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What Happens If You Die Without a Will?
- February 23rd, 2015
We all know we are supposed to do estate planning, but not all of us get around to it. So what happens if you don't have a will when you die? Your estate will be distributed according to state laws, which may or may not be the way you want it to be distributed.
Dying without a will is called dying "intestate." Each state has laws that determine what will happen to your estate if you don't have a will. If you are married, most states award one-third to one-half of your estate to your spouse, with the rest divided among your children or, if you don't have children, to other living relatives such as your parents or siblings. If you are single, most states provide that your estate will go to your children or to other living relatives if you don't have children. If you have absolutely no living relatives, then your estate will go to the state.
Local Elder Law Attorneys in Ashburn, VA
The Law Firm of Evan H. Farr, P.C.
In practice since 1987, Fairfax Attorney Evan Farr is widely recognized as one of the leading Elder Law, Estate Planning, and Specials Needs attorneys in Virginia and one of foremost experts in the Country in the field of Medicaid Asset Protection and related Trusts. Evan Farr has been quoted or cited as an expert by n...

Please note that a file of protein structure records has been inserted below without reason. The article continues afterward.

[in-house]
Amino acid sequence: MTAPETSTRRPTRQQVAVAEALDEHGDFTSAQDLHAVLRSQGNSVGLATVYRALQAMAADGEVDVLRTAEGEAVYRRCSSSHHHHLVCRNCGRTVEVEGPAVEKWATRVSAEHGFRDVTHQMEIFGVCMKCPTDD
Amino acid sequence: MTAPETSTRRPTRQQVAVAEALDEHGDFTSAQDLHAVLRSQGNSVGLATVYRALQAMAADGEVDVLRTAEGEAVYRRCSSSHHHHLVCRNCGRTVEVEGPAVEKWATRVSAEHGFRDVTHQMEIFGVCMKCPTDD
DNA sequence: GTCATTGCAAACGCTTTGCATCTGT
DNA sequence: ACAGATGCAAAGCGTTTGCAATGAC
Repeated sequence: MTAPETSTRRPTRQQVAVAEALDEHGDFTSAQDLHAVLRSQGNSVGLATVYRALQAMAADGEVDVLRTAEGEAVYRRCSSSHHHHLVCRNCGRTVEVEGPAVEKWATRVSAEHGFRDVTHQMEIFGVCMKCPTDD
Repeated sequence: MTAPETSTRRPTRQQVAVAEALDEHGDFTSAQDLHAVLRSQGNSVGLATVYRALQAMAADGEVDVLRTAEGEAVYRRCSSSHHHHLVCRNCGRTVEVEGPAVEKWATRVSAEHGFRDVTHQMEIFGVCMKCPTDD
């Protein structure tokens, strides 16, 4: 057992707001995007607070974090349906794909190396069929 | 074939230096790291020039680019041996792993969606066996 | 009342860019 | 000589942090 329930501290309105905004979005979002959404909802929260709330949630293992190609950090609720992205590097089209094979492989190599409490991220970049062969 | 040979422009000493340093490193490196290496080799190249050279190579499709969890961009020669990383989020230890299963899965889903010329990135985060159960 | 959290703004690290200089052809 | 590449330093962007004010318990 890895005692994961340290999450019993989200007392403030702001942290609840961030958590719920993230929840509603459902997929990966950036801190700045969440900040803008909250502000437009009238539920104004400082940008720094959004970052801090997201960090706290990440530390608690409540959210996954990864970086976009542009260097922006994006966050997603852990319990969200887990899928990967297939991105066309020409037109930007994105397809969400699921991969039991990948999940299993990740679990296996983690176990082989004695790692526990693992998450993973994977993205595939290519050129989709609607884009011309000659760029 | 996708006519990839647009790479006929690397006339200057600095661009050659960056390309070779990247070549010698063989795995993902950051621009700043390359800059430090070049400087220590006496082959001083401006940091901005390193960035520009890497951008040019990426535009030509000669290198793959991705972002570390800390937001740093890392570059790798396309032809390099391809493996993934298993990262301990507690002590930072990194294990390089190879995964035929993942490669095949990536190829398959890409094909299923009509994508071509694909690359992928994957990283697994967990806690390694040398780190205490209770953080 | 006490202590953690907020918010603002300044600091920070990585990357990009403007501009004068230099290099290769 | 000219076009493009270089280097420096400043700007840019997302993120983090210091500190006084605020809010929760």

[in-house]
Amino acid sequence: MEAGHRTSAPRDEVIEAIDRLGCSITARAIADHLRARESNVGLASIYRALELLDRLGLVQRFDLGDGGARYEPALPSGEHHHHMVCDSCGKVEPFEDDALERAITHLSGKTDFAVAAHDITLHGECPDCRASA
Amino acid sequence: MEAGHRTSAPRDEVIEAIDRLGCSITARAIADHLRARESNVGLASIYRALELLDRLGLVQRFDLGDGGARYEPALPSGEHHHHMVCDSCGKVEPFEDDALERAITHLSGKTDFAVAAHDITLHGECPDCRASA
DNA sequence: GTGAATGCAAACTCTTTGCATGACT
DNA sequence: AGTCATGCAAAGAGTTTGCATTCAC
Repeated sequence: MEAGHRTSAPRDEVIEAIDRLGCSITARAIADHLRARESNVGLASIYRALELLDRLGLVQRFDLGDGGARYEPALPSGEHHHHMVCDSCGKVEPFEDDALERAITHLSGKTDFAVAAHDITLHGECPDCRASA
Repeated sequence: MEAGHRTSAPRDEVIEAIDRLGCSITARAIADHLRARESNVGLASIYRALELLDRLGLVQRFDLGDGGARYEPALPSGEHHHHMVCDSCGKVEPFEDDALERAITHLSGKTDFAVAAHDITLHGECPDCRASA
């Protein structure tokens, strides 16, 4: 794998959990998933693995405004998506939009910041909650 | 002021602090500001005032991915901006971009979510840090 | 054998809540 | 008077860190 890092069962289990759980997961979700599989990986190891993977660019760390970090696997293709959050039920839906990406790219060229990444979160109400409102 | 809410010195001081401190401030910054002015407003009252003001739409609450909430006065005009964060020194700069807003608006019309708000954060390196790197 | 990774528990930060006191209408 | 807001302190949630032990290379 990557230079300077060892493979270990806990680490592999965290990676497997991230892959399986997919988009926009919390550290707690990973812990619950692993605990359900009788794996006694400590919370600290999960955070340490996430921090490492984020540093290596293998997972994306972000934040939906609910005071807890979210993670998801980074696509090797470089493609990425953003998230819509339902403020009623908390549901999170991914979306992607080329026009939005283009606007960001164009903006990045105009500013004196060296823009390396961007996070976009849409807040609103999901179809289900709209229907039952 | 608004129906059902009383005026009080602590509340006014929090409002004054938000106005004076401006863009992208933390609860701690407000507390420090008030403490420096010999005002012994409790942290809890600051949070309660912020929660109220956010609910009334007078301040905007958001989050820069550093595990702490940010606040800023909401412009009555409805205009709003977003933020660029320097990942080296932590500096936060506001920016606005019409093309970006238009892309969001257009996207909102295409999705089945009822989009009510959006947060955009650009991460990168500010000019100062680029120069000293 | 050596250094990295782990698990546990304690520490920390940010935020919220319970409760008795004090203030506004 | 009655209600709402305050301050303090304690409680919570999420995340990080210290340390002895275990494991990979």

Margaret A. O'Reilly, PC
Margaret A. O’Reilly is an estate planning and elder law attorney with over thirty-five years of legal experience. Attorney O’Reilly graduated from Duke University with a degree in psychology, and received her law degree from Northeastern University School of Law in Boston, Massachusetts. For over 15 y...
Felinton Elder Law & Estate Planning Centers
Mindy Felinton concentrates in the areas of Medicaid planning, Veterans' Benefits, asset protection, nursing home planning, elder law, wills, estate planning, trusts, living wills, powers of attorney, probate administration and trust administration and began her legal career 30 years ago as an Assistant State Attorney...
Note that any jointly held assets, such as bank accounts or houses, will go directly to the co-owner. In addition any life insurance policies or retirement accounts will go directly to the beneficiary designated on the account. And if you have a trust, any assets in the trust will go to the beneficiary designated in the trust.
One purpose of a will is to name a guardian for your young children; if you do not have a will, the court will determine who will act as guardian. The court will also appoint the person who will administer your estate. In addition, if you are unmarried, but have a partner, your partner will not inherit anything from your estate without a will naming him or her as a beneficiary.
For a full list of state intestate laws, click here.
Last Modified: 02/23/2015